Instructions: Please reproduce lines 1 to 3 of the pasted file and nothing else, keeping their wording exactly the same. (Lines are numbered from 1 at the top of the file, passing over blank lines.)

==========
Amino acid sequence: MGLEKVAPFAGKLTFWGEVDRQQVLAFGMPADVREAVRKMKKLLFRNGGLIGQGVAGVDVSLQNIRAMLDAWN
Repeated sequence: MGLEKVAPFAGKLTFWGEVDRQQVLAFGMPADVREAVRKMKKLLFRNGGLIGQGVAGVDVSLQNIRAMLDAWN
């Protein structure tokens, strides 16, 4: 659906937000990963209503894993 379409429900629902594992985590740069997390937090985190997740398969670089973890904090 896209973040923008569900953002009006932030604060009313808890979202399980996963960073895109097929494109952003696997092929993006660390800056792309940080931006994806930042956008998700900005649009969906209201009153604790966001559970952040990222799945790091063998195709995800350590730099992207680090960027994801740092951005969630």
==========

Amino acid sequence: MGLEKVAPFAGKLTFWGEVDRQQVLAFGMPADVREAVRKMKKLLFRNGGLIGQGVAGVDVSLQNIRAMLDAWN
Repeated sequence: MGLEKVAPFAGKLTFWGEVDRQQVLAFGMPADVREAVRKMKKLLFRNGGLIGQGVAGVDVSLQNIRAMLDAWN
């Protein structure tokens, strides 16, 4: 659906937000990963209503894993 379409429900629902594992985590740069997390937090985190997740398969670089973890904090 896209973040923008569900953002009006932030604060009313808890979202399980996963960073895109097929494109952003696997092929993006660390800056792309940080931006994806930042956008998700900005649009969906209201009153604790966001559970952040990222799945790091063998195709995800350590730099992207680090960027994801740092951005969630």